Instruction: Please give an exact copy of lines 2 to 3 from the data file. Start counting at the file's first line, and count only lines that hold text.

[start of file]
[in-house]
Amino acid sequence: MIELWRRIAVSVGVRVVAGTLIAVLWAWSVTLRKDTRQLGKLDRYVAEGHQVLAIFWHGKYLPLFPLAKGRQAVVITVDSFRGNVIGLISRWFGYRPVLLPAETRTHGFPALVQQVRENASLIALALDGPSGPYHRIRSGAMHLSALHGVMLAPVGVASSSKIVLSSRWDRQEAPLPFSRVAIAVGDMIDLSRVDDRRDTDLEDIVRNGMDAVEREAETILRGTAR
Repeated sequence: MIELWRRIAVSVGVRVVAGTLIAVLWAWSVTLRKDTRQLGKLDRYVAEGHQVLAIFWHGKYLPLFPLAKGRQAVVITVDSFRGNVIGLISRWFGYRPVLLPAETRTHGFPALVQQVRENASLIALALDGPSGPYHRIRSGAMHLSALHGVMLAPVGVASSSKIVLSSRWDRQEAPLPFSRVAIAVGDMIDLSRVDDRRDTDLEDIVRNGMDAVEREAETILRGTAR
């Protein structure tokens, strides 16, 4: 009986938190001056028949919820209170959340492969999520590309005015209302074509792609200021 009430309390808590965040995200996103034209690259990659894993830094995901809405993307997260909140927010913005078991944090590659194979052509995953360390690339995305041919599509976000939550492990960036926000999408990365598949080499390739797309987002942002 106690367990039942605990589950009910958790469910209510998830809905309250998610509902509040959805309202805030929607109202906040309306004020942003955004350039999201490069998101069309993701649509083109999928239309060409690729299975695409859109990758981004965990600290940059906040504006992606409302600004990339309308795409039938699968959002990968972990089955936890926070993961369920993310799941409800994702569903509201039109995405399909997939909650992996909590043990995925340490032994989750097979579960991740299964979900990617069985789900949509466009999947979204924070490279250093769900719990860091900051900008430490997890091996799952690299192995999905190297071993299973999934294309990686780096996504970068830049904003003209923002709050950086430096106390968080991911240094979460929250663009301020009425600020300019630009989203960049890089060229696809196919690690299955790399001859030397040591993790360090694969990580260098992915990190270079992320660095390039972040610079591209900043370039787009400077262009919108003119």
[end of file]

Amino acid sequence: MIELWRRIAVSVGVRVVAGTLIAVLWAWSVTLRKDTRQLGKLDRYVAEGHQVLAIFWHGKYLPLFPLAKGRQAVVITVDSFRGNVIGLISRWFGYRPVLLPAETRTHGFPALVQQVRENASLIALALDGPSGPYHRIRSGAMHLSALHGVMLAPVGVASSSKIVLSSRWDRQEAPLPFSRVAIAVGDMIDLSRVDDRRDTDLEDIVRNGMDAVEREAETILRGTAR
Repeated sequence: MIELWRRIAVSVGVRVVAGTLIAVLWAWSVTLRKDTRQLGKLDRYVAEGHQVLAIFWHGKYLPLFPLAKGRQAVVITVDSFRGNVIGLISRWFGYRPVLLPAETRTHGFPALVQQVRENASLIALALDGPSGPYHRIRSGAMHLSALHGVMLAPVGVASSSKIVLSSRWDRQEAPLPFSRVAIAVGDMIDLSRVDDRRDTDLEDIVRNGMDAVEREAETILRGTAR